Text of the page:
524095057rf007-miami-marlinNow before Marlins fans go and get their panties in a bunch, this has little to do with the product on the field and much to do with the front office, specifically Jeffrey Loria. We, and by we I mean Mets fans, sit on social media on a daily basis, and bitch and moan about the Wilpons and Sandy Alderson and all the moves (or lack thereof) that this team consistently makes (or doesn’t). But if we look within our own division, do we really have it that bad?

There is no denying that the Mets have not won anything since 1986 and have been borderline unwatchable for most of the 90’s and 2000’s with the exceptions of 1999-2000 and 2006-2008. The Wilpons made a decision to go with Sandy Alderson after replacing Omar Minaya and there was a clear plan put into place (whether that plan should have been made more public is another story for another day). However, from what the media and fans were privy to, the plan was to clear the roster of dead payroll (Jason Bay topped the list, among others) and start building up the farm system and a competitive team of young, controllable, homegrown talent. While the plan has clearly taken longer than anyone expected or hoped for, we are finally starting to see the fruits of their labor.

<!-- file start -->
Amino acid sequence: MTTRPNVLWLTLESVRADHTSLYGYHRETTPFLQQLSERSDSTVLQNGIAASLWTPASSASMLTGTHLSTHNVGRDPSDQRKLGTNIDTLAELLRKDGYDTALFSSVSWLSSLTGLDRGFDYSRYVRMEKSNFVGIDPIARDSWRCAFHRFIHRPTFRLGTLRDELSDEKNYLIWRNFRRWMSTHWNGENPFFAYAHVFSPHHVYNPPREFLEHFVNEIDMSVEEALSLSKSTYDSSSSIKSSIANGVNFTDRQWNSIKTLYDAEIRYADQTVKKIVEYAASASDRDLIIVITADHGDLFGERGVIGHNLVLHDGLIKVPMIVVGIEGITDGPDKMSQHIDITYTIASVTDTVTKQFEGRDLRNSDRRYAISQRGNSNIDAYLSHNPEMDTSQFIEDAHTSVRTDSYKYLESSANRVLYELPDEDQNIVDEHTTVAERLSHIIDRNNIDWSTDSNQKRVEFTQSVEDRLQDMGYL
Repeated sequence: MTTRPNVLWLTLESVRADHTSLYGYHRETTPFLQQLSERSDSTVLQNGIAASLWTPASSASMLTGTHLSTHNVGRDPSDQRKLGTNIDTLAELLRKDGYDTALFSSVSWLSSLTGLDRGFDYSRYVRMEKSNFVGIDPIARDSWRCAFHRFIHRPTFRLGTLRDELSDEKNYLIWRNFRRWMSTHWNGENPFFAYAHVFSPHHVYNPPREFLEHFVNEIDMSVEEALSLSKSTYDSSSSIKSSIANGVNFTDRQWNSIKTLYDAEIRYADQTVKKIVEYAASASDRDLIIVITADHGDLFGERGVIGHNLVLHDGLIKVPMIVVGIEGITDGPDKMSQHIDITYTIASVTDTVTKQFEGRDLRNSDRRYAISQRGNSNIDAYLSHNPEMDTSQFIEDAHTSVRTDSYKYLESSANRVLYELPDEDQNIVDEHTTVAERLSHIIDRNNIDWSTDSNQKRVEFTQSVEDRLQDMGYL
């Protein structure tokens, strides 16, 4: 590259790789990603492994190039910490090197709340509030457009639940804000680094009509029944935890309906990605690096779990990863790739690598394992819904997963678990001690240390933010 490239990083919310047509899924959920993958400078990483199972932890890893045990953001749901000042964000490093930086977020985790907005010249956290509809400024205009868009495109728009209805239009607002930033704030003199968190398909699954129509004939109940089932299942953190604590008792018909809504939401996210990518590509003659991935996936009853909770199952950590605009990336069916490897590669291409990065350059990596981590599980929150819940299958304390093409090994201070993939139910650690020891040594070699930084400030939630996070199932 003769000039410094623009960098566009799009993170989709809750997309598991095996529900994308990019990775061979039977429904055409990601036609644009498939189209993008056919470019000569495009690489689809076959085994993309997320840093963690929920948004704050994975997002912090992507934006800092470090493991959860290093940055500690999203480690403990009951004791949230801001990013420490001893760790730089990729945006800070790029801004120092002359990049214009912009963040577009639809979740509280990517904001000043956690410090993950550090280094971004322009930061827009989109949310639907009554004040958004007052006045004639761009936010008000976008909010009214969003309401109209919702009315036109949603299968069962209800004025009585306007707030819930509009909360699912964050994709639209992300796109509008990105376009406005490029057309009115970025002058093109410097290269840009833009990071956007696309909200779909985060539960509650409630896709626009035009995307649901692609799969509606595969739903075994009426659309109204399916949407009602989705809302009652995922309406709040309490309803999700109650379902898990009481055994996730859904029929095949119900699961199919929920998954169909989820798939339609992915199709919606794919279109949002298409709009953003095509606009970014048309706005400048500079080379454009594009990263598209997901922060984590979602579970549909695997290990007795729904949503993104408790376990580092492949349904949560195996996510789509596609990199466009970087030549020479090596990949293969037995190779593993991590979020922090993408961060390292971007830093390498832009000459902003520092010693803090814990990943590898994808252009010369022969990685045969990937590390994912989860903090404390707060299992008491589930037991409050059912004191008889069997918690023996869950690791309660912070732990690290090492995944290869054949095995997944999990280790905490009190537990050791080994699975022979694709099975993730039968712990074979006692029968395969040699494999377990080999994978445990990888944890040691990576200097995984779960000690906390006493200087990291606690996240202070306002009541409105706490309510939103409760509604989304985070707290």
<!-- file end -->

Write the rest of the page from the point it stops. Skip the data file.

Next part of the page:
The Marlins on the other hand, have been the definition of inconsistency. They collect a handful of stars, make promises to their fans and set expectations, then reverse course within a year and field a team of mis-casts. They make commitments to homegrown young talent to increase fan interest and season ticket sales, then usually deal them for minor leaguers and start over before you can even blink an eye. They build a new stadium to entice fans to return to watch them play, then complain that nobody shows up. This is no way to run an organization or treat a fan base. At least with the Mets, we kind of know what to expect on a yearly basis and see the direction of the franchise. The Marlins on the other hand, act like a 4 year old with ADHD and constantly chase the bouncing ball down the road before inevitably being distracted by the new flavor of the week.

The reason this is all relevant today is because yet again, the owner of the Marlins, Jeffrey Loria, has changed directions. After nearly a quarter of the MLB season in the books, Loria has fired yet another manager. It seems that Loria gets an idea or thought in his head (possibly fueled by the media) and it eats away at him until he makes a quick, brash decision. The Marlins were expected to struggle, despite locking up their superhuman Giancarlo Stanton and acquiring Martin Prado and Dee Gordon in the off-season. They have been without young phenom Jose Fernandez as he continues to make his way back from Tommy John surgery and have been missing Henderson Alvarez until yesterday as well. But when all else fails, blame the manager, right? The worst part for fans of the Marlins is not even replacing a manager and his coaches a quarter into the season, but it’s who the manager is being replaced with. Dan Jennings. Who is that, you may ask. Well, Dan Jennings was the General Manager of the Marlins, whose move takes him from the front office to the front lines, on the bench, where he has zero experience.

Good luck, Marlins fans!